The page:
In the latest Assets & Opportunity Scorecard released this January, North Carolina ranks 46th in the nation from a household financial security perspective – only faring better than South Carolina (47th), Alabama (48th), Georgia (49th), Nevada (50th), and Mississippi (51st).
Published annually by the Corporation for Enterprise Development (CFED), the Assets & Opportunity Scorecard offers the most comprehensive look available at Americans’ ability to save and build wealth, stay out of poverty and create a more prosperous future. It also includes data on the growing number of families who are “liquid asset poor,” meaning they lack adequate savings to cover basic expenses at the federal poverty level for just three months if they suffer a loss of stable income.
Despite an improving national economy, 51.5% of North Carolina households are in a persistent state of financial insecurity. The number of households who have little or no savings to cover emergencies or to start building a better life has continued to increase, continuing a four year upward trend in family financial insecurity, and rising from last year’s 50% level.
The Scorecard evaluates how residents are faring across 66 outcome measures in five different issue areas— Financial Assets & Income, Businesses & Jobs, Housing & Homeownership, Health Care and Education.
North Carolina received an “F” in Businesses & Jobs, and placed in the bottom three states in the issue area. The “F” rating in Businesses & Jobs was a result of North Carolina’s ranking of 42nd in small business ownership rate and 42nd in disparities in business ownership by race, with white residents more than twice as likely to own a business as residents of color. The state also ranked 43rd in unemployment, with its 8.6% rate much higher than the national average.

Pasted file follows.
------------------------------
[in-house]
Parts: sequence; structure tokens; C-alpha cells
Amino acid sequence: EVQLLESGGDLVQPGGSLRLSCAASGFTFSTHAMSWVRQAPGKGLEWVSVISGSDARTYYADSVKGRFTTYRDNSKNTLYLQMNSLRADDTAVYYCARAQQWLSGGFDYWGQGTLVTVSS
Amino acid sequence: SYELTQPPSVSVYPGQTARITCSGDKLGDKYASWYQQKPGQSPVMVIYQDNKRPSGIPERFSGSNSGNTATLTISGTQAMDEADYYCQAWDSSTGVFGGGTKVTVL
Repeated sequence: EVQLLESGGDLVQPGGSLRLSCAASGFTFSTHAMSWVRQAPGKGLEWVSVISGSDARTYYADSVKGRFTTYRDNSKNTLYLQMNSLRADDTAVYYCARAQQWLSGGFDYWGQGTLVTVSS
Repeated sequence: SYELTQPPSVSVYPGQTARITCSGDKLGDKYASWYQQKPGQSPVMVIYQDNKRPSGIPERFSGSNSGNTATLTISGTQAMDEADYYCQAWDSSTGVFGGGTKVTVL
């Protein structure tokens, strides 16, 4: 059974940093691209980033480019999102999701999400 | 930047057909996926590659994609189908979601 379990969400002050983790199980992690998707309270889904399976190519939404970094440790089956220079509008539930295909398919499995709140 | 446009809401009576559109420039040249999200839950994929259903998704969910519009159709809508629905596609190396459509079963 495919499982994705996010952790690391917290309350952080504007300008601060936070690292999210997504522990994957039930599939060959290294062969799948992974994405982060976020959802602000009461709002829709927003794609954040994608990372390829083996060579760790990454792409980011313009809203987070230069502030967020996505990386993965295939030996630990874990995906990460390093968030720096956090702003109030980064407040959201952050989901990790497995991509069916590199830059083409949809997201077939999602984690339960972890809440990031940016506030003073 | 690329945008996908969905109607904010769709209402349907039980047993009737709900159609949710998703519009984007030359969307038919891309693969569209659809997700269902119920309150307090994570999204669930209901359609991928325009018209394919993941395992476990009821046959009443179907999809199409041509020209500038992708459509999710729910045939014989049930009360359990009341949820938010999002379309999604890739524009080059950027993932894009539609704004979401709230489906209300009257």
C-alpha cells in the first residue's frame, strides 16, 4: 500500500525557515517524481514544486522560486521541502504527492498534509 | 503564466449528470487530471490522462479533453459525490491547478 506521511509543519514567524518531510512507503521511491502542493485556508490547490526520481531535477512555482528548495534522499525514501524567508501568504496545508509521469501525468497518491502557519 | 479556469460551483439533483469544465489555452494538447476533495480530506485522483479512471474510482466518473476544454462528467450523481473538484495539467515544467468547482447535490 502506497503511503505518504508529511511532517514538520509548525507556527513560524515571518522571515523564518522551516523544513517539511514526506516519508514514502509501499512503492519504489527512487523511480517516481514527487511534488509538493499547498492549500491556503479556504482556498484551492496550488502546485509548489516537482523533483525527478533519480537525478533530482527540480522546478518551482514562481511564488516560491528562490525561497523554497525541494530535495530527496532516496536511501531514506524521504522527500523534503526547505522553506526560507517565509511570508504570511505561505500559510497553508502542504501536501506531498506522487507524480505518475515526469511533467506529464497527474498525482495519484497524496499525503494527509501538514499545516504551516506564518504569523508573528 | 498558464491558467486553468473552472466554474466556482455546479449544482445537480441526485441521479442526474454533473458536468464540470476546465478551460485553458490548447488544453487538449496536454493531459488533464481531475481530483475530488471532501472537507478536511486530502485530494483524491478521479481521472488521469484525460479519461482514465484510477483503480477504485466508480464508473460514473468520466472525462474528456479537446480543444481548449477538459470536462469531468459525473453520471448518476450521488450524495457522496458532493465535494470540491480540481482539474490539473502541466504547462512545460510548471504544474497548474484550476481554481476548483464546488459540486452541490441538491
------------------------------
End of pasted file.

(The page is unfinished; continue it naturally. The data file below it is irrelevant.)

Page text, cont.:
North Carolina received a “D” in Health Care, with the 37th highest percentage of uninsured residents and the 30th and 44th highest rates of uninsured low-income children and parents, respectively.
The state received a “C” in Financial Assets & Income, meaning many residents are not building wealth or achieving economic security. Over 30% of North Carolina households are not connected to the financial mainstream. Over 9% of adults do not own a bank account; they get all or most of their financial services from check cashers and other non-bank “alternative” providers, or they rely entirely on cash.
In Education, North Carolina received a “C”.